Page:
Thursday, October 13, 2011

A Sobering September

September is a virtual second Lent for Des Moines’ art scene, a sobering season that follows a Mardi Gras summer filled with big festivals and light entertainments. At the Des Moines Art Center “Survival Does Not Lie In The Heavens” takes the Lenten theme to existential lengths. That major show of Texas conceptual artist Dario Robleto opens September 23 to explore longevity and extinction.

Metro Arts Alliance and Des Moines Social Club take the post Mardi Gras theme more literally with “Sweeping Up the Mess” opening this Friday at White Carpet Gallery at Hillyard (4267 109th St., Urbandale). That juried exhibition of painting, sculpture, poetry, and other art forms requires the use of custodial supplies and highlights Iowa’s refugee community. Rex Haussmann, Deb Seeger, Jennifer Rivera, Jason Barr, Katherine O'hara, and Yarn Dawgz will exhibit.

At Moberg Gallery, Thomas Jackson’s “Child’s Play” continues a forty days run providing an ironic look at the ambiguity of American character. For a decade now, Jackson has been composing stacked images that consider a subject from seemingly incongruous points of view. His choice of subjects has been influenced by Robert Frank’s mid - 1950’s series “The Americans.” That work, which reduced 28,000 images into a seminal look at the national character in mid century. Jackson has been trying to do the same thing for the new millennium. While most of his imagery began as a photographic safari, he now translates much of it into paintings and ink brush drawings. His most dramatic painting, “Photo Op,” stands on its own and translates a famous film image of George W. Bush hearing the news of the 9-11 disaster into giant pixels.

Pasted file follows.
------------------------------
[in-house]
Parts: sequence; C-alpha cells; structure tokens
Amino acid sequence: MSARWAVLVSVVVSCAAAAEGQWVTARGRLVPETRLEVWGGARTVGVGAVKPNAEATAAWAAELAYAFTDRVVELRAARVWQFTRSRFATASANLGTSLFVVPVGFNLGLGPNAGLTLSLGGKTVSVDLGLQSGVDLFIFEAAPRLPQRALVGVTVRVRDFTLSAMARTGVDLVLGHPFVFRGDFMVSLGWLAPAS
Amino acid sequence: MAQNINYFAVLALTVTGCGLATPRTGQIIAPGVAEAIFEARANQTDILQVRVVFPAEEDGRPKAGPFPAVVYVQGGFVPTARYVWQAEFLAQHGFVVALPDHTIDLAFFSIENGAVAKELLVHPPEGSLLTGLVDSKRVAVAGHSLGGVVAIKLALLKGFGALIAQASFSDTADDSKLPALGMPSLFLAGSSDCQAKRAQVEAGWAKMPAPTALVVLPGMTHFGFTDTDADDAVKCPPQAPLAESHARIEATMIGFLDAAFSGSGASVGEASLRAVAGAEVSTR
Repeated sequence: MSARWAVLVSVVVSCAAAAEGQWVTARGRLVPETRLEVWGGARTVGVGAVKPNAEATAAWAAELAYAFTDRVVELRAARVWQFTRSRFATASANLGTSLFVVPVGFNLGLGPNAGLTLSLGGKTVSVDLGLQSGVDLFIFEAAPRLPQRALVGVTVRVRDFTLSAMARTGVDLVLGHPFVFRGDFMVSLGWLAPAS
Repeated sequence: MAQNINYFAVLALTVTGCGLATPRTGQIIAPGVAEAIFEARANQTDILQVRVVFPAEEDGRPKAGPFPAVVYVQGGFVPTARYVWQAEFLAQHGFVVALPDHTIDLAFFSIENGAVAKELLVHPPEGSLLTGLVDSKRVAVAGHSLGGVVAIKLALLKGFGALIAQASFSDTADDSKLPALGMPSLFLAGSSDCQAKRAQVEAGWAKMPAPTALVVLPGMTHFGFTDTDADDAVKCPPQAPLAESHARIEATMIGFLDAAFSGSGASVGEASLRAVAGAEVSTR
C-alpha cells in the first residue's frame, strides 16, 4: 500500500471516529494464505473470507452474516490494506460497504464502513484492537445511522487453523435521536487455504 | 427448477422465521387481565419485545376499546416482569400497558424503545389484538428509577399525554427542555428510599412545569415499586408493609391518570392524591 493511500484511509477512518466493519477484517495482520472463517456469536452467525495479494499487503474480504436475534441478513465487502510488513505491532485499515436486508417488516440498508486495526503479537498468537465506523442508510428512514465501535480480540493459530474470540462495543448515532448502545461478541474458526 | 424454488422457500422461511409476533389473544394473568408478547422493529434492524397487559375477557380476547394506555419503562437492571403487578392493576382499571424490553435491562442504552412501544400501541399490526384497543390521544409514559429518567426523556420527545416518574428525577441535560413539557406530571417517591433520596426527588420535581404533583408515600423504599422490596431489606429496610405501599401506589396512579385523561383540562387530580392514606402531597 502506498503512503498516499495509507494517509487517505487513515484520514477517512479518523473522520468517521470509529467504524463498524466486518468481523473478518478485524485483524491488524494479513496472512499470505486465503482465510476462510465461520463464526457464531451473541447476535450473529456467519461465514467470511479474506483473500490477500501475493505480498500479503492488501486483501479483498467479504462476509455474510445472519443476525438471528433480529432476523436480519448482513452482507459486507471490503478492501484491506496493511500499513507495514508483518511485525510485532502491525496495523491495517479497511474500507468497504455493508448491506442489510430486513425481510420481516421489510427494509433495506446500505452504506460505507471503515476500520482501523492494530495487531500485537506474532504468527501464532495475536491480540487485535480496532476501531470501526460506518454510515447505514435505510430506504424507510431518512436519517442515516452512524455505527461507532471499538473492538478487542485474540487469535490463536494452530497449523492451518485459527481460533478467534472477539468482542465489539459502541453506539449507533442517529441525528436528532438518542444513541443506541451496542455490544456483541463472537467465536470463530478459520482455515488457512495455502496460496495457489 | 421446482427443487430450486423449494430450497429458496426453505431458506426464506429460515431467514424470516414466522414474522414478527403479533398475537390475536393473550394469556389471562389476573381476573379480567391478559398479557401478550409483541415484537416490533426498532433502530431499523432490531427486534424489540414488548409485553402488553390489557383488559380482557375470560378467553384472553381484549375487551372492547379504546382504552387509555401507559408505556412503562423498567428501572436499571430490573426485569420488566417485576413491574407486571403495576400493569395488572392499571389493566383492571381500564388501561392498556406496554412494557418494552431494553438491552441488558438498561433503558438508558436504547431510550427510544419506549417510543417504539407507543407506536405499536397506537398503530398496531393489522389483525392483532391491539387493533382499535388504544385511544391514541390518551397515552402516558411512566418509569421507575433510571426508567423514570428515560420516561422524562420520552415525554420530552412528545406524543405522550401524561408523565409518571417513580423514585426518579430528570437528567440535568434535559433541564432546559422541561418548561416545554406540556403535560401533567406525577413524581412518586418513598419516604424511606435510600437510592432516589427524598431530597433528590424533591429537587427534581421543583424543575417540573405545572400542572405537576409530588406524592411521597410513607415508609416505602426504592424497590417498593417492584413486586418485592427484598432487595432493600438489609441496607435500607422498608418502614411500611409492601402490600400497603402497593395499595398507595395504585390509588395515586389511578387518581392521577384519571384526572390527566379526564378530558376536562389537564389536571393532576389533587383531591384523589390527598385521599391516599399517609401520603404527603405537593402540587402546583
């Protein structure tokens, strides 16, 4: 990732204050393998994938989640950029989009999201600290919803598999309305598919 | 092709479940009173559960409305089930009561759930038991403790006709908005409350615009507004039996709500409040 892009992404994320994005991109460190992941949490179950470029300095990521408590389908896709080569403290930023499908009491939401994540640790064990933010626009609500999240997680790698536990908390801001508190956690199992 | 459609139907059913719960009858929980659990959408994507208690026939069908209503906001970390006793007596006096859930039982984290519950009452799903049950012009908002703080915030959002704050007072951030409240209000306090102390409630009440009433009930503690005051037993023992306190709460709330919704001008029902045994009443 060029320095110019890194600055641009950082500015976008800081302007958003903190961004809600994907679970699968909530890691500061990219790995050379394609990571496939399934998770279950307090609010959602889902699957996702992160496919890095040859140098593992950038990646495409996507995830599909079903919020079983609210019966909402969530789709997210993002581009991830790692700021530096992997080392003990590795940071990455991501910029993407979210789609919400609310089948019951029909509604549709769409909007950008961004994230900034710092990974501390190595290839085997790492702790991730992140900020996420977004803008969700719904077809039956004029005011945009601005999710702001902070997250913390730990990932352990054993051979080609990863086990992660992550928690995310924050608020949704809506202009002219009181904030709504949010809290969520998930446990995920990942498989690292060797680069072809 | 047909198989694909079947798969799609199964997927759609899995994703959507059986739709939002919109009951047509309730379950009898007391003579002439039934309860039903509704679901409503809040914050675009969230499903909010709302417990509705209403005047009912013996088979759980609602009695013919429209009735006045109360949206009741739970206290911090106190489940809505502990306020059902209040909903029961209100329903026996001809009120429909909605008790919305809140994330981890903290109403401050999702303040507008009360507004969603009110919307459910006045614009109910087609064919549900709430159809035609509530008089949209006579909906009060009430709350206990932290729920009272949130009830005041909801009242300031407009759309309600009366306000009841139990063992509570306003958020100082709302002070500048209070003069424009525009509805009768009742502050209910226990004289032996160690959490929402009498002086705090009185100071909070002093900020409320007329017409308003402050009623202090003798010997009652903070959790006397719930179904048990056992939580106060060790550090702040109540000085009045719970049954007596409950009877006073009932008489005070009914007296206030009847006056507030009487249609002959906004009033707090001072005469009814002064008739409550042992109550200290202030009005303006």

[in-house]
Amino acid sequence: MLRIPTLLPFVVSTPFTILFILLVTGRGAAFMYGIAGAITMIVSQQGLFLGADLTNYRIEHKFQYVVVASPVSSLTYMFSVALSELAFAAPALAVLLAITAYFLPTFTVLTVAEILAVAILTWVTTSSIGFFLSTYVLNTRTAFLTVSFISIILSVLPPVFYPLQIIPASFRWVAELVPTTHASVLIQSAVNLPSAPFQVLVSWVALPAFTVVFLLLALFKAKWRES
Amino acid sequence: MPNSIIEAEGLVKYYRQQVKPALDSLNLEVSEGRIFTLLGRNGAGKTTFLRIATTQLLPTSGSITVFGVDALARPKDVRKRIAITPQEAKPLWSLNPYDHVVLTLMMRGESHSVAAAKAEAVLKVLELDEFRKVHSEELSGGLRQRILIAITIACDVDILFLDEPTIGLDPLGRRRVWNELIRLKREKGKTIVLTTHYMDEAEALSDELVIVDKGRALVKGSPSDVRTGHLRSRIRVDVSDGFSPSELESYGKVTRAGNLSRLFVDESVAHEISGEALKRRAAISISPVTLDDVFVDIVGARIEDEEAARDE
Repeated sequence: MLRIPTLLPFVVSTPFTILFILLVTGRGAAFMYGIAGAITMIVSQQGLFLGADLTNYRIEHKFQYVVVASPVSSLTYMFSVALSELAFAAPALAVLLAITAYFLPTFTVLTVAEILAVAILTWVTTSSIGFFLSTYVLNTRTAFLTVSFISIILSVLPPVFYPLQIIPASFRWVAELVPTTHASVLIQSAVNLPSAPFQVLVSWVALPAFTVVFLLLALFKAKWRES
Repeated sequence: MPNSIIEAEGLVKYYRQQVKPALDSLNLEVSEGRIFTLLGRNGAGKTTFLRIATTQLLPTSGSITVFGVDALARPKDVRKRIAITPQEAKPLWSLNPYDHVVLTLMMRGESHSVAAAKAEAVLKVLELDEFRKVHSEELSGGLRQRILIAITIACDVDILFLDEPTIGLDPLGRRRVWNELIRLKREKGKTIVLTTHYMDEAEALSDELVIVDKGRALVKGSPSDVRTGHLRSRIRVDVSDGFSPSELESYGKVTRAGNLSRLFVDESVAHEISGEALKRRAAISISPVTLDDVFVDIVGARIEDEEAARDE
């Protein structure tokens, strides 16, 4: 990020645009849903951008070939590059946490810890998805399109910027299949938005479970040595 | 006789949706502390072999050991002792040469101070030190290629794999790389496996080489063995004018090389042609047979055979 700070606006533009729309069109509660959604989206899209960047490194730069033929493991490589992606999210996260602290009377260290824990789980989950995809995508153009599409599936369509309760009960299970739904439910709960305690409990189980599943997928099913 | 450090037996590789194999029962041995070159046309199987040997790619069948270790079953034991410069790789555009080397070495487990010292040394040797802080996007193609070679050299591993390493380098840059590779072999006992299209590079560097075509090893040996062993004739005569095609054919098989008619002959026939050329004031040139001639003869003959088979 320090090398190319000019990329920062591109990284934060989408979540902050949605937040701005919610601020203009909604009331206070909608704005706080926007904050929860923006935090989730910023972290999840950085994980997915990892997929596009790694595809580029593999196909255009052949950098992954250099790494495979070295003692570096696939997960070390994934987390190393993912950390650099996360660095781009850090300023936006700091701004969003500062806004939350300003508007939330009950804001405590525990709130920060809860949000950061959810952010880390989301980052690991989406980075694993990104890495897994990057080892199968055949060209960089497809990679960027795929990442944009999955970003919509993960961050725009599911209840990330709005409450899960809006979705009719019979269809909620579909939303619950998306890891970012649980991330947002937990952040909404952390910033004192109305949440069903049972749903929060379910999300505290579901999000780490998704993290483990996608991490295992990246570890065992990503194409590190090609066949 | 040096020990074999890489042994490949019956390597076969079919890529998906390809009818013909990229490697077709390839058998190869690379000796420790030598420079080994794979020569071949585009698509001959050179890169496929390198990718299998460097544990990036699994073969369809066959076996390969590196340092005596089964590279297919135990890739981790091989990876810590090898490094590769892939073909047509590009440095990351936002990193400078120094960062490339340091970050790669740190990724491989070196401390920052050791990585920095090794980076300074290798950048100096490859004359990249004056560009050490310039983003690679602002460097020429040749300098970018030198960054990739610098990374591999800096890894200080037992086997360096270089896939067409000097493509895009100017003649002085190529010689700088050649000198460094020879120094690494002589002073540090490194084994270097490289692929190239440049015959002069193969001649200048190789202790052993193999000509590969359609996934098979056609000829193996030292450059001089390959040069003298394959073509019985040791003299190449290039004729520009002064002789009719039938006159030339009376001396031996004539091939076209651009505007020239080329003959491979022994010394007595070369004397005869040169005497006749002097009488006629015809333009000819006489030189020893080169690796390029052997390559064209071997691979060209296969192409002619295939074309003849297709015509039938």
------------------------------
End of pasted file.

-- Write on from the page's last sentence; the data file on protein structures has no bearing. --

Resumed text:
The dominant ambiguity of Jackson’s new show stacks images of child’s play with deadly serious stuff like hand guns, violence, sex and advertising. “American Cypher 40” places a doll house under the image of an actual row house that barely looks real. In another, a messed up hotel bed is stacked over another doll house. Clenched teeth of an anxious lady stand above symbolic ruby slippers. Several works use hand guns and rifles juxtaposed with the toys of little boys. Toy trucks collide in one ominous childhood scene while another toy truck graces a dashboard in an eerie dessert. Wedding cake figures of a bride and groom lurk over dancing senior citizens in another. One collage of photographic images compiles roadside attractions that fight for tourists’ attention. This show plays through October 1.